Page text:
The couple became engaged in December 1993 because "it was kind of the right thing to do at that time." Plaintiff explained that all of defendant's other team members were either married or engaged and looked at plaintiff and defendant strangely because they were simply living together. They did not set a wedding date at that time.
Defendant continued to play for the Devils, who made the playoffs in the spring of 1994. Defendant won the Rookie of the Year award.
Plaintiff and defendant returned to Saint-Liboire for the summer of 1994. They discussed starting a family, and plaintiff became pregnant that summer. They had tried to plan the pregnancy so that the baby would be born in the United States. Despite the pregnancy, the couple still did not select a wedding date. In August 1994, plaintiff miscarried; however, she immediately became pregnant again the following month.
Defendant played for the Devils for the 1994-1995 season. Due to a lockout that season, he played only forty-eight games, instead of the usual eighty or more, and received a proportionately lower salary. Nevertheless, the Devils agreed to renegotiate defendant's contract. The team paid him $850,000 for that shortened season. The check was deposited into an account in defendant's name only. The Devils won the Stanley Cup at the end of that season.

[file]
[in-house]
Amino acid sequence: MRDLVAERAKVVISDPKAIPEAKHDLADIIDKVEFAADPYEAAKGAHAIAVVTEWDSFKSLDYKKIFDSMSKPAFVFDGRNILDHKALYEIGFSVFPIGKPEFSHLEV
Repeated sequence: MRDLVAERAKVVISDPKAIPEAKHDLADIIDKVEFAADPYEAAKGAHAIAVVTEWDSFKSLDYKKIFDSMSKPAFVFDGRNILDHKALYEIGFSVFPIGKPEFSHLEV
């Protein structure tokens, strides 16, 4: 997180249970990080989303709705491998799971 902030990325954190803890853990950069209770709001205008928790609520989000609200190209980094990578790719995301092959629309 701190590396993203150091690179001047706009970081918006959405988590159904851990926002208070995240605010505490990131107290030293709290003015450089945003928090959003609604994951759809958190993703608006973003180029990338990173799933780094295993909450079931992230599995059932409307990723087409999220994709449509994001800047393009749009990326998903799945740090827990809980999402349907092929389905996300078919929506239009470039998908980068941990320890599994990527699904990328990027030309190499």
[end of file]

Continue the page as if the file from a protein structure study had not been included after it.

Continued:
The couple's son, Anthony, was born on June 8, 1995. In July the couple bought a two-bedroom bungalow with a finished basement in a subdivision in Saint-Liboire. It was purchased in defendant's name alone, using his own money; there was no mortgage, and plaintiff did not contribute any funds to the purchase. She had participated, however, in the house search and the ultimate selection of the house. The couple married on August 19, 1995.
At the commencement of the 1995-1996 season, plaintiff signed a three-year contract with the Devils. According to this contract, defendant earned $1.5 million for the 1995-1996 season, $1.8 million for the 1996-1997 season, and $2 million for the 1997-1998 season. The contract also provided for bonuses based on performance and awards.
Once they were married, both parties concede that they began to purchase property in joint names, to open joint bank accounts, and to become partners in their investments. Plaintiff spent her time taking care of the baby, traveling,*fn1 and socializing with the other players' wives.